A Papal Encyclical is the name typically given to a letter written by a Pope to a particular audience of Bishops. This audience of Bishops may be all of the Bishops in a specific country or all of the Bishops in all countries throughout the world.
A more complete description can be found in the Catholic Encyclopedia entry Encyclical:
“According to its etymology, an encyclical (from the Greek egkyklios, kyklos meaning a circle) is nothing more than a circular letter. In modern times, usage has confined the term almost exclusively to certain papal documents which differ in their technical form from the ordinary style of either Bulls or Briefs, and which in their superscription are explicitly addressed to the patriarchs, primates, archbishops, and bishops of the Universal Church in communion with the Apostolic See. By exception, encyclicals are also sometimes addressed to the archbishops and bishops of a particular country.”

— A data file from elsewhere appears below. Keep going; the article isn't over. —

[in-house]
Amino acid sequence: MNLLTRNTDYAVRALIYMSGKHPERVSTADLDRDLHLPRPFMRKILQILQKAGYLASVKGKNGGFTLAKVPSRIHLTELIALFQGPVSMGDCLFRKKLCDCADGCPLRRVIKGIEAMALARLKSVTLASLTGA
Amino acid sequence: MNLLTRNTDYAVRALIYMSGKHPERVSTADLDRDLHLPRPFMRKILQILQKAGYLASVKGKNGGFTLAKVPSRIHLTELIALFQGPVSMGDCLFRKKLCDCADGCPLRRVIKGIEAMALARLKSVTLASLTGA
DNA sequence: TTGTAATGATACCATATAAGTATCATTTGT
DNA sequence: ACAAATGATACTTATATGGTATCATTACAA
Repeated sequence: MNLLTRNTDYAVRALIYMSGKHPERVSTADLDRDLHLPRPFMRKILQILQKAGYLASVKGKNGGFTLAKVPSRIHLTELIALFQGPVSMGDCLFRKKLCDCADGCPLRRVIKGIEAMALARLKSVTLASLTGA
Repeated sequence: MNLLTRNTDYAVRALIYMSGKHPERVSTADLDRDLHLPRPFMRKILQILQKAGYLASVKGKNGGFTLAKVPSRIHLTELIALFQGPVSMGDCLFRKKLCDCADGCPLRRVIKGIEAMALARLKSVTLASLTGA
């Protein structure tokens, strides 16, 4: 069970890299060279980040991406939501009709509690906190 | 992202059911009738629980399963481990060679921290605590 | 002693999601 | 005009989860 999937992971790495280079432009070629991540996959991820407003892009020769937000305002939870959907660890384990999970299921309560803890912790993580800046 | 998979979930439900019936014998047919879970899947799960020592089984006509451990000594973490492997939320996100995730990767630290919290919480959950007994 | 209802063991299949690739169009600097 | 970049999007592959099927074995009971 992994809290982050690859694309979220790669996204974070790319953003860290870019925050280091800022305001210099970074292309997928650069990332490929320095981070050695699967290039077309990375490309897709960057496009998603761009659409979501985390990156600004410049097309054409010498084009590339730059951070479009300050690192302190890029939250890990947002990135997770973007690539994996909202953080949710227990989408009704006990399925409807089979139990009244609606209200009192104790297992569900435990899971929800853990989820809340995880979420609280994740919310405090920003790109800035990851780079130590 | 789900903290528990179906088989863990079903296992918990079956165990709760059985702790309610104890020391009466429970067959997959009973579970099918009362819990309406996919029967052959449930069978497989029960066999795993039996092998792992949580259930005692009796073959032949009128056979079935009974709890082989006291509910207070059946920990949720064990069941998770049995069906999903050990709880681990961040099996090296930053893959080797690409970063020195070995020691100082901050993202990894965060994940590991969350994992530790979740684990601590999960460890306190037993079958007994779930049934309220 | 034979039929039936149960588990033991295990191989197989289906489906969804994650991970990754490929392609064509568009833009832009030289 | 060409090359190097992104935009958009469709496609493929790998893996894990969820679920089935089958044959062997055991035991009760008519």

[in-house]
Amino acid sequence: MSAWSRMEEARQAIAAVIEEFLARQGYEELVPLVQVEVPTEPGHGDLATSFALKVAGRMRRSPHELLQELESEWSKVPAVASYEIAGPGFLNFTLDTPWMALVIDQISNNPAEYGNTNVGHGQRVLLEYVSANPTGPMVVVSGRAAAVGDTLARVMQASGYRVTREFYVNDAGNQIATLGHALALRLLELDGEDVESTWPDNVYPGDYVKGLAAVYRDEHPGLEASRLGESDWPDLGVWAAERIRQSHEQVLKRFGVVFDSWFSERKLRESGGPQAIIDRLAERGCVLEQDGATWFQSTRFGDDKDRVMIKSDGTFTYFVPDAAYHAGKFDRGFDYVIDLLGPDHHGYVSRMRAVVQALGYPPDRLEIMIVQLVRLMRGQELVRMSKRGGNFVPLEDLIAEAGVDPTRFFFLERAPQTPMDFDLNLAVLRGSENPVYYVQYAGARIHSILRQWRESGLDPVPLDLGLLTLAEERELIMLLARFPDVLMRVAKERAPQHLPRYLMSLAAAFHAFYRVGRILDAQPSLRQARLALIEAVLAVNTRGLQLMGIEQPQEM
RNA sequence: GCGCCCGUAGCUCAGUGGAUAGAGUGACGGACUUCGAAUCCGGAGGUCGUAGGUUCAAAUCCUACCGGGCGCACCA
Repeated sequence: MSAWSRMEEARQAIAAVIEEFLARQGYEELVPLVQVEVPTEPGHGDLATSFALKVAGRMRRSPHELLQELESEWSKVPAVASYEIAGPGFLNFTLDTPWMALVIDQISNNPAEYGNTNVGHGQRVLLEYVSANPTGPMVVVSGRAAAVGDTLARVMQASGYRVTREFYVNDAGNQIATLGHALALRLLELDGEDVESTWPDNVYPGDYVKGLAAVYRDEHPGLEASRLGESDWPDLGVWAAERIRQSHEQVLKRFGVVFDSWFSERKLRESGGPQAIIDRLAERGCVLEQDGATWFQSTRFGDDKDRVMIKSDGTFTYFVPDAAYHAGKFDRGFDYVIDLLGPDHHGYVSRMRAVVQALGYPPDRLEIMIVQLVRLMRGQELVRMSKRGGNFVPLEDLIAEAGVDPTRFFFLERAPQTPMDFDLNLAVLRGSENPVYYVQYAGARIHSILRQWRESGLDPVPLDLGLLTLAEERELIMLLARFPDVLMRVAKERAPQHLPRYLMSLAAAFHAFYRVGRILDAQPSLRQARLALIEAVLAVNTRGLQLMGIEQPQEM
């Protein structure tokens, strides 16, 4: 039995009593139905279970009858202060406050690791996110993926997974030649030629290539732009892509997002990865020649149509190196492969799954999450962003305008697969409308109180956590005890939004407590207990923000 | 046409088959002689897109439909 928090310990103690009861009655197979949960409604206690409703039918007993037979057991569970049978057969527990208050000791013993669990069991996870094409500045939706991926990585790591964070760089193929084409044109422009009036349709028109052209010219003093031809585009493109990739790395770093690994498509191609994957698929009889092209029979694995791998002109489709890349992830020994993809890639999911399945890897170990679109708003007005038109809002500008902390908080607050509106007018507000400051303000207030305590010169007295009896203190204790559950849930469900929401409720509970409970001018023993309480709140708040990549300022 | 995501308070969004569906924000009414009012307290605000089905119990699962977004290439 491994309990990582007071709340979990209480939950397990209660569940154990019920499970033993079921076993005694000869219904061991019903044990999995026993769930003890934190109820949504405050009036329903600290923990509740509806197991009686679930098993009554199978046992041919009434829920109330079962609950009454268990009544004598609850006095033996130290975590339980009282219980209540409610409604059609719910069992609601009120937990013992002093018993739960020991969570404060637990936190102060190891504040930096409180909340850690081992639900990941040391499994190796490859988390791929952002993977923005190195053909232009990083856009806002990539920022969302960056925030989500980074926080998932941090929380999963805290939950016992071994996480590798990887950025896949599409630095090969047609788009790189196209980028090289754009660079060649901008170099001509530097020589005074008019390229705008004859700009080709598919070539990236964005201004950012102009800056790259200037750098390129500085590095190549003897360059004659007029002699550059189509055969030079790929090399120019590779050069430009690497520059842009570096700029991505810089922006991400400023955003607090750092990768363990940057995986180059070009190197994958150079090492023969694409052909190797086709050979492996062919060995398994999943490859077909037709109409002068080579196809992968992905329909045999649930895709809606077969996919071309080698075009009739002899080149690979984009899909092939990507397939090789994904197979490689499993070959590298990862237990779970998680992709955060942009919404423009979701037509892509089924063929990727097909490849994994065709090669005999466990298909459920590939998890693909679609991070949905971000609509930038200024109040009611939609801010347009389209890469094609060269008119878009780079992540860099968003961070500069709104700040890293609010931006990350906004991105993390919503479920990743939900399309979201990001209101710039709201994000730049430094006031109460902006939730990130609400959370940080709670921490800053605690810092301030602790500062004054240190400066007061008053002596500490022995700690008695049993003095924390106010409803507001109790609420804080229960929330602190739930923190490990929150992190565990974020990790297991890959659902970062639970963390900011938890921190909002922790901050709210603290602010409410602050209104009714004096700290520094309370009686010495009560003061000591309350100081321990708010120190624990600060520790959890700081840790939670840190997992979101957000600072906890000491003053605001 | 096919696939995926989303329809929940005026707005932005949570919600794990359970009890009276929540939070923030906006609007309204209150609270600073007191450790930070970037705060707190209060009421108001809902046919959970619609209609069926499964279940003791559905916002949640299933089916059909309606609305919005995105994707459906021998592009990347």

The 1917 Catholic Encyclopedia entry on Bulls and Briefs further explains other papal documents:
“In official language papal documents have at all times been called by various names, more or less descriptive of their character. For example, there are “constitutions,” i.e., decisions addressed to all the faithful and determining some matter of faith or discipline; “encyclicals,” which are letters sent to all the bishops of Christendom, or at least to all those in one particular country, and intended to guide them in their relations with their flocks; “decrees,” pronouncements on points affecting the general welfare of the Church; “decretals” (epistolae decretales), which are papal replies to some particular difficulty submitted to the Holy See, but having the force of precedents to rule on all analogous cases. “Rescript,” again, is a form applicable to almost any form of Apostolic letter which has been elicited by some previous appeal, while the nature of a “privilege” speaks for itself. But all these, down to the fifteenth century, seem to have been expedited by the papal chancery in the shape of bulls authenticated with leaden seals, and it is common enough to apply the term bull even to those very early papal letters of which we know little more than the substance, independently of the forms under which they were issued.”